GRAD 5104

GRAD 5104 – University Mission Statements

The first topic for Preparing for the Future Professoriate (See Intro post under category GRAD 5104 for background information) is mission statements of colleges and Universities. As I attended a land grant institution for my undergraduate work and am now enrolled at another land grant, I decided to read through the statements of Iowa State University, my alma mater, and Virginia Tech, where I am currently studying (ISU & VT from here on). Interestingly, VT’s mission statement is included as part of a package including vision and objectives which dates through this year.

I am familiar with mission and vision statements through my year working in the non-profit sector and neither of these University statements match what I would think of as a mission statement from that background – the mission statements are more comparable to vision statements in the non-profit world, encapsulating broad ultimate goals. Oddly, though, VT’s goals are phrased as current work and ISU’s short mission statement is backed by three paragraphs of similar writing.

I think of a mission statement as something that should direct specific goals and objectives rather than stating what current work your organization is involved in. These statements should say to prospective students and faculty what to expect as the institution’s priorities. I don’t get the impression that either University has deeply considered their mission or vision – taking from the guidelines of the Morrill act and using the space for advertising instead.

This is surprising having spent some time at both institutions – their approach to student services and promoting university culture are vastly different despite their similar student makeup. Notably, I could have very different perspectives on them having interacted with one as an undergraduate and the other as a graduate student.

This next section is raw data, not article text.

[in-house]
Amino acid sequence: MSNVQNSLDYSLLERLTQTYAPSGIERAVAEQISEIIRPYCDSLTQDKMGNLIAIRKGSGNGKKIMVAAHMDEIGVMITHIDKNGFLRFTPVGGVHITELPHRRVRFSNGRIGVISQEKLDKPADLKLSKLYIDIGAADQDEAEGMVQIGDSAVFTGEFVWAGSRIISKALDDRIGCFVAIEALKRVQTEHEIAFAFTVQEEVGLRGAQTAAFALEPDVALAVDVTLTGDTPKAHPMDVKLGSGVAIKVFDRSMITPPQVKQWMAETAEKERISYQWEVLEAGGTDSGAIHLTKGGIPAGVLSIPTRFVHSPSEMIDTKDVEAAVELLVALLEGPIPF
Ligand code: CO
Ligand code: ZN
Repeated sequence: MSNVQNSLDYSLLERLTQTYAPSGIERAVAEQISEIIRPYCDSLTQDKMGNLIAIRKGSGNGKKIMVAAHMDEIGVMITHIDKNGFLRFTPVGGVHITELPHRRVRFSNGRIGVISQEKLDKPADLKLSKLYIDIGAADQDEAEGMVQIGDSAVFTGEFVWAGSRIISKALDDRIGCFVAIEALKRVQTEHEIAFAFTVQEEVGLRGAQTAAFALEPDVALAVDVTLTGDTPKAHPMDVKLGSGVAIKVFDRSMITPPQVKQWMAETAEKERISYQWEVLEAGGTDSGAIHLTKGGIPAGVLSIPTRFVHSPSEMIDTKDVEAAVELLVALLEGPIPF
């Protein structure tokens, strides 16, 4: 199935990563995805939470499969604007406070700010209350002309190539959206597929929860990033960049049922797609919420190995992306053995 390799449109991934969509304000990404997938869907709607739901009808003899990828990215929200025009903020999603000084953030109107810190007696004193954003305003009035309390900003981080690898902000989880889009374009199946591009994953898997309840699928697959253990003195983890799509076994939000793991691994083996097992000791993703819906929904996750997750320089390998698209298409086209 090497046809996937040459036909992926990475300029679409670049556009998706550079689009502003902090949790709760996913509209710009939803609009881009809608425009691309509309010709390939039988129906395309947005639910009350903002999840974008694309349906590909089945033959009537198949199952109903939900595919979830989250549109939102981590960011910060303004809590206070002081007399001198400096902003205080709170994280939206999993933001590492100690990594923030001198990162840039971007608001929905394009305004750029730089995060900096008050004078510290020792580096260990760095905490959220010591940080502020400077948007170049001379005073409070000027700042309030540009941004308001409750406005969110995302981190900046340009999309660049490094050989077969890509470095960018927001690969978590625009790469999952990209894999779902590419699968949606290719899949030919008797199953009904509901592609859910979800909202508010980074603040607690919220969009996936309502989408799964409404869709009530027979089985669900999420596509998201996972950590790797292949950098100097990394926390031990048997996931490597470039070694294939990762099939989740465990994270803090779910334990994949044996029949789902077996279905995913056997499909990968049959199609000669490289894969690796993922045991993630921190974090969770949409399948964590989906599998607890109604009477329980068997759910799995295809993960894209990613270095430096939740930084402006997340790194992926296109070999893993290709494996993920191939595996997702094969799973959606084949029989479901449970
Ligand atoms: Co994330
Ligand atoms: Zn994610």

ISU promotes it’s university culture through traditions and openly presents itself as a place to study to get a job. It’s agriculture and engineering programs dominate the image of the school and its offerings. The highly visible university funding is from agricultural corporations. The culture is very much one of “school pride” like being at a sports event. The college of liberal arts and sciences promotes the school’s research image, but this is secondary to the university image.

VT, on the other hand, promotes a culture of community-support through visible statements by university leadership (the president, department heads) and consistent reminders of student services (counselling, child care, networking events, food). The most prominent departments are the same as at Iowa State but the school pride aspect of the culture is segmented under athletics whereas the university portrays itself more professionally.

These differences were extremely pronounced during the application process and I feel that, for how different the universities are, the similarity of their missions is misleading. They should focus more on how to achieve a vision if they wish to highlight current work rather than goals and demonstrate some self-awareness. I am curious to see how VT’s changes in it’s 2019- edition.

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